Skip to main content

Chrome is still a threat to your MacBook's battery

Chrome is still a threat to your MacBook's battery


The awesomeness of Chrome comes at a price

Share this story

Google’s Chrome is the best web browser for my needs. Apple’s MacBooks are the best computers for my needs. So why is the combination of the two such a wretched and chronically compromised situation? Almost every advice column on how to improve MacBook battery life begins with the suggestion to avoid using Chrome in favor of Apple’s more efficient Safari browser. The idea that Chrome is a big and profligate battery drain on MacBooks has existed almost as long as the browser has been available, and most benchmarks reiterate it by showing Chrome’s gluttonous consumption of system resources for seemingly basic tasks.

I guess I hoped that by 2015 things would be different.

While reviewing the new MacBook Pro with Retina display, I ran the usual Verge battery test on Apple’s new machine. With the screen set to 65 percent brightness, it cycles through a series of websites until the laptop’s battery gives out. The native Safari made the new Retina machine look good: 13 hours and 18 minutes. Google’s Chrome, on the other hand, forced the laptop to tap out at 9 hours and 45 minutes.

chr Safari lasts three and a half hours longer than Chrome

If I’m taking off on a trip from London, then Safari would be with me all the way to Tokyo, Hong Kong, Taipei, or Seoul. Chrome would require a pit stop to recharge somewhere over the Indian subcontinent. Not to put too fine a point on it, but this is insane. It’s the same exact computer. The battery, the processor, the memory — nothing changes but the web browser and the MacBook’s endurance is suddenly scythed down by a whopping three and a half hours.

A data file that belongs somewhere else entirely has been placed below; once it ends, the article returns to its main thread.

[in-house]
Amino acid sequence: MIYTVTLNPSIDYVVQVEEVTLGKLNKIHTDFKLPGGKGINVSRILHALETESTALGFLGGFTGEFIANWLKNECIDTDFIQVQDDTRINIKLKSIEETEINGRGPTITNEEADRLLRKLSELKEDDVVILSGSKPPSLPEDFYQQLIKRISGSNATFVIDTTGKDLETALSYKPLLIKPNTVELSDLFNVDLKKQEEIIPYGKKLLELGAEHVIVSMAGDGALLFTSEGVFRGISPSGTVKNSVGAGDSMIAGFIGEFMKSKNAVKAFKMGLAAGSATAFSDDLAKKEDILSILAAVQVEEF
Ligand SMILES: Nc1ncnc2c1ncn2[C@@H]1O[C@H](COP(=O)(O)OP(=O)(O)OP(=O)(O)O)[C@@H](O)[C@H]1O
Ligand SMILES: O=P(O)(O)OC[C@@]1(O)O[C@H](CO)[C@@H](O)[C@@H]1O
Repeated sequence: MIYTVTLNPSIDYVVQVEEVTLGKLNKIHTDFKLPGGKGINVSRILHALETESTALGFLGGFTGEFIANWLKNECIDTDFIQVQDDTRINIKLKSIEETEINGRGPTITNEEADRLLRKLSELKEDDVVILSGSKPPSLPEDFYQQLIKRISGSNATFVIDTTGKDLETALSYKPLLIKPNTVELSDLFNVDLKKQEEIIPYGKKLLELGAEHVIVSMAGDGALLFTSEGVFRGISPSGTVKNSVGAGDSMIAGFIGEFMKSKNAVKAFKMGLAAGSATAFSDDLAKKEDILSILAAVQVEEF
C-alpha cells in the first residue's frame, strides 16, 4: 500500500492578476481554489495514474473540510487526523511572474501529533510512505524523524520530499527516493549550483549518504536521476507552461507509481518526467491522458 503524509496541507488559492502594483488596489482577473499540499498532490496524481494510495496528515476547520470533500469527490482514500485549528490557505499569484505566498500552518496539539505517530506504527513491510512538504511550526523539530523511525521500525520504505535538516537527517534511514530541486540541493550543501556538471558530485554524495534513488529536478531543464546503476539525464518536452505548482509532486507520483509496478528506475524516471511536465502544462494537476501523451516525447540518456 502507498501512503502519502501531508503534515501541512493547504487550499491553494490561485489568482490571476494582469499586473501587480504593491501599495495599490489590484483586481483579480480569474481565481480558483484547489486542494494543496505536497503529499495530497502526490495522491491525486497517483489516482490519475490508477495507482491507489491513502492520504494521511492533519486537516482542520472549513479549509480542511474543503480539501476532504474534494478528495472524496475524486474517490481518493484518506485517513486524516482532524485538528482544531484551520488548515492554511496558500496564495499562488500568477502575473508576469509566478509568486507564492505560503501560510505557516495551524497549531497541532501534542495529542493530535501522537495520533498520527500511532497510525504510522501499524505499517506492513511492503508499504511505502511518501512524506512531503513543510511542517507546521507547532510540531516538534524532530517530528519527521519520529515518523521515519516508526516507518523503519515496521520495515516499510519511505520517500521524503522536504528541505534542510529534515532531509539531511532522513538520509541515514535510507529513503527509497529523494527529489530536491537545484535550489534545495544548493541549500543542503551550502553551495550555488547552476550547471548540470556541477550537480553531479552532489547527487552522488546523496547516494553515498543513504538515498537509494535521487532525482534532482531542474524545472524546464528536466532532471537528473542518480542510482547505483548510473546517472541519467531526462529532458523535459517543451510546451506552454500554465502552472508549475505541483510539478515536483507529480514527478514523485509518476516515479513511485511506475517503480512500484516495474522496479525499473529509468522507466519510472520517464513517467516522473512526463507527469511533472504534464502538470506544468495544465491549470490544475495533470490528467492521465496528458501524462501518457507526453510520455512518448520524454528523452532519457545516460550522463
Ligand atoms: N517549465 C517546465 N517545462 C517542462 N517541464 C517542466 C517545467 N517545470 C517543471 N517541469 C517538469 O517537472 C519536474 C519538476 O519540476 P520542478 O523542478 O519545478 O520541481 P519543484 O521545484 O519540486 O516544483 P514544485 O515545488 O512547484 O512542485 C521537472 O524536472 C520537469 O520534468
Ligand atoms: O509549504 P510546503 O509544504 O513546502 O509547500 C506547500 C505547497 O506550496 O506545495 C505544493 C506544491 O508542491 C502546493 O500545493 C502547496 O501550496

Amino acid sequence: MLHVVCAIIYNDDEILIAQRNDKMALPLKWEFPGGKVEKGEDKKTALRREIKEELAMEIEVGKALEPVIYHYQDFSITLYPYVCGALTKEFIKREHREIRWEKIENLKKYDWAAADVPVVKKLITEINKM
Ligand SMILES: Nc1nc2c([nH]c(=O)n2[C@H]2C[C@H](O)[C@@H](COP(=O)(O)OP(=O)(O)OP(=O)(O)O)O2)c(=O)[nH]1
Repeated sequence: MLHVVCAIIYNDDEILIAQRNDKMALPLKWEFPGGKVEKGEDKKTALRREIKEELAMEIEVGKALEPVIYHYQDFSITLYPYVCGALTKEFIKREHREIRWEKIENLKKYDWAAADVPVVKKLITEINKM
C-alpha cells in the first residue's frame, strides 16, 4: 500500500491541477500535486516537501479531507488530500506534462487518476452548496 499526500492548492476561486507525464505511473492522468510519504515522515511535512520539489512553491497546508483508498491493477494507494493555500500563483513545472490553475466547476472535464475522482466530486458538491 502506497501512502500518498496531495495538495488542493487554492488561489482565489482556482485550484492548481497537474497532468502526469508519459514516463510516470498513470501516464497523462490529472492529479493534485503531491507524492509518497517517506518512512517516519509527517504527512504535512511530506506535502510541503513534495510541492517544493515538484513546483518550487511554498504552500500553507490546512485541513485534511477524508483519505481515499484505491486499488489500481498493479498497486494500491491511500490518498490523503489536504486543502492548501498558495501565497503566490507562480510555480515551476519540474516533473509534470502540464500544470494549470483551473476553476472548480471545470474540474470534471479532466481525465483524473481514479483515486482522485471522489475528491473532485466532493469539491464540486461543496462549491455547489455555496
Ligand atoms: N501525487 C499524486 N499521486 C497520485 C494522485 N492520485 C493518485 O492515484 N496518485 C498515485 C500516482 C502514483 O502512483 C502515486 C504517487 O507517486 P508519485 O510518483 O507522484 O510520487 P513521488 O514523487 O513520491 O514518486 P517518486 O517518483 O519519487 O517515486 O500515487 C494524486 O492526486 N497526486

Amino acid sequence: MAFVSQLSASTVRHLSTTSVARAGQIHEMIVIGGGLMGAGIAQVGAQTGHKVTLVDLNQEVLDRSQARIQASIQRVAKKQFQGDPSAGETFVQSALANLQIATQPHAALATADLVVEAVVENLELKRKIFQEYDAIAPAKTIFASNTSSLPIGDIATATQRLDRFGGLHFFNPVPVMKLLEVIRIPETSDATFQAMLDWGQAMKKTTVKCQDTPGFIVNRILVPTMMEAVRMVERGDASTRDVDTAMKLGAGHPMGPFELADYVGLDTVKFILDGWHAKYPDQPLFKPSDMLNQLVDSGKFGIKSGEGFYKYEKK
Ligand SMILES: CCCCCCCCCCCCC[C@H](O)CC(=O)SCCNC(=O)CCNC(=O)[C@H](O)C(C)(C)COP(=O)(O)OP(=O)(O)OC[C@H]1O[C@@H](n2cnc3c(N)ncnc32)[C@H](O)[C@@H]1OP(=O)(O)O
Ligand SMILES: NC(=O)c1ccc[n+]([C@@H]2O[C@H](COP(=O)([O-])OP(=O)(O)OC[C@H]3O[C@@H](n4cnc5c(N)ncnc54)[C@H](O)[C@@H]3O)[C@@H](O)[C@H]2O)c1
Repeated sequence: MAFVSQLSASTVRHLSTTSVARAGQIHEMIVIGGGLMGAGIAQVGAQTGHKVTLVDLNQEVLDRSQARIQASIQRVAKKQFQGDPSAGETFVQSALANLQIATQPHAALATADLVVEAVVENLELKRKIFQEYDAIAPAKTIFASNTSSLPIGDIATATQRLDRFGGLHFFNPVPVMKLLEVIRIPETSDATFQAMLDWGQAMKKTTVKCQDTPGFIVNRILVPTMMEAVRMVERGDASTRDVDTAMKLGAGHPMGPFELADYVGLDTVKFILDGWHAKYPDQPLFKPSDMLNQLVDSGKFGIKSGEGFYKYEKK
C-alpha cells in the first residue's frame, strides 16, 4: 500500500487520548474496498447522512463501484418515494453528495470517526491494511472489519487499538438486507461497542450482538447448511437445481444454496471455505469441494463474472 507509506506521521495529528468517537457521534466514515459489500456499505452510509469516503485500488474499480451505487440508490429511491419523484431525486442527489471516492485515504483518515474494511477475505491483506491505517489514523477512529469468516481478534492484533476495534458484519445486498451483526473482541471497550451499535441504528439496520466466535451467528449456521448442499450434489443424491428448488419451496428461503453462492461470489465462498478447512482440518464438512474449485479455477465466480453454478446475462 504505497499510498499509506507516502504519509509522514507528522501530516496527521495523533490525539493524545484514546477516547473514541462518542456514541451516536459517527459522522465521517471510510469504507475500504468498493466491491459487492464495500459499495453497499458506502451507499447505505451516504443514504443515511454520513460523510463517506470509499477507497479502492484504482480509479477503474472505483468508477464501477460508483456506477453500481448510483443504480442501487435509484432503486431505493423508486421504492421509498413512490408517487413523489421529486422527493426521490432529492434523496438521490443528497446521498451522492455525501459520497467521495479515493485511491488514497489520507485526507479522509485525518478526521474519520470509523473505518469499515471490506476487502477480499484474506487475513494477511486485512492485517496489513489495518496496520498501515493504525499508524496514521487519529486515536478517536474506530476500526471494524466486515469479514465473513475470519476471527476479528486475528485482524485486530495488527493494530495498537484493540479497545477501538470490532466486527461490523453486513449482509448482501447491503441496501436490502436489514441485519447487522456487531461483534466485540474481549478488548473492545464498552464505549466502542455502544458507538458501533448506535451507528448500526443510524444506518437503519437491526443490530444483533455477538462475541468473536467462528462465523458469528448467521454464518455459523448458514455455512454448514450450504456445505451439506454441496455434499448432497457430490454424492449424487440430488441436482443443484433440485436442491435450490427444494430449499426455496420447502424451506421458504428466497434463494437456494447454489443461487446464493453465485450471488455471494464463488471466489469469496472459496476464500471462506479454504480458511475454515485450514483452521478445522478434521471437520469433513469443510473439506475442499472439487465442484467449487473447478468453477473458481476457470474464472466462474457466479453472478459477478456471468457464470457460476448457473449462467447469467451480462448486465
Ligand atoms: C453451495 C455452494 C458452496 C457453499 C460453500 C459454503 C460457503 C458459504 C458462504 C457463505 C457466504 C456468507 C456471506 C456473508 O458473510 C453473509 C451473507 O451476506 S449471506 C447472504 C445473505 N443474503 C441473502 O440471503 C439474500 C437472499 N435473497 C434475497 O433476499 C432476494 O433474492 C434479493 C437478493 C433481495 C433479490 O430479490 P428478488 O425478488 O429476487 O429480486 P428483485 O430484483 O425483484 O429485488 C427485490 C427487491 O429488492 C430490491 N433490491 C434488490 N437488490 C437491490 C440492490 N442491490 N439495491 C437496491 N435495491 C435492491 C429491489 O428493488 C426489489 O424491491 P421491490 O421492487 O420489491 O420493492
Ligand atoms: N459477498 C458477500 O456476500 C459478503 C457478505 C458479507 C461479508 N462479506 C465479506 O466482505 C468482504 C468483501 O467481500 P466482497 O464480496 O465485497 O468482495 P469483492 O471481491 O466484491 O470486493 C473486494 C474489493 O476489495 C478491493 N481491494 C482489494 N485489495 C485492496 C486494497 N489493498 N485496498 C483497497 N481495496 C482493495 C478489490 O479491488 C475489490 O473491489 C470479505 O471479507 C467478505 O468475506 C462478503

It’s not just the distance you can go with Chrome that’s an issue. The speed and quality of the ride are also compromised. The widely used SunSpider browser benchmark clocks the MacBook Pro in at 203ms when using Chrome. Safari scores 30 percent better with a time of 144ms. Same machine, very different outcomes. You’d think YouTube would be a spot where Google collects an easy win, but that’s been another cause of distress: the new 4K 60fps videos that YouTube now supports are playable on the MacBook, but only — you guessed it — when using Safari and not Chrome. Google’s own browser chokes while playing back video from Google’s own video service.

Years of complaints, but little improvement

Apple and Google must both bear a portion of the blame for this ongoing disparity. The MacBook maker has a vested interest in promoting Safari as the most efficient, fluid, and pleasing web experience on its platform. Safari will always have the advantage of being optimized for the latest OS X release ahead of any other browser, which means its lead in efficiency will never be completely eradicated. But three and a half hours? That’s the sort of gap that Google should be able to close — if it makes optimization its priority.

There’s a certain sense of futility to the words I’m typing. They’re going into a Google Doc nestled within one of many Chrome tabs on a Mac. I live my life in Chrome and in Google apps. The release of Safari 8 made me curious enough to try and switch camps, but Safari’s tab management is atrocious, including the absence of a shortcut to recover more than my last closed tab. It’s the little things that keep me hooked to Chrome, like not having to install any translation extensions or log into Google services once I’m signed into the browser. But if I’m not willing to change, why would Google?

Verge Video: Reviewing the new MacBook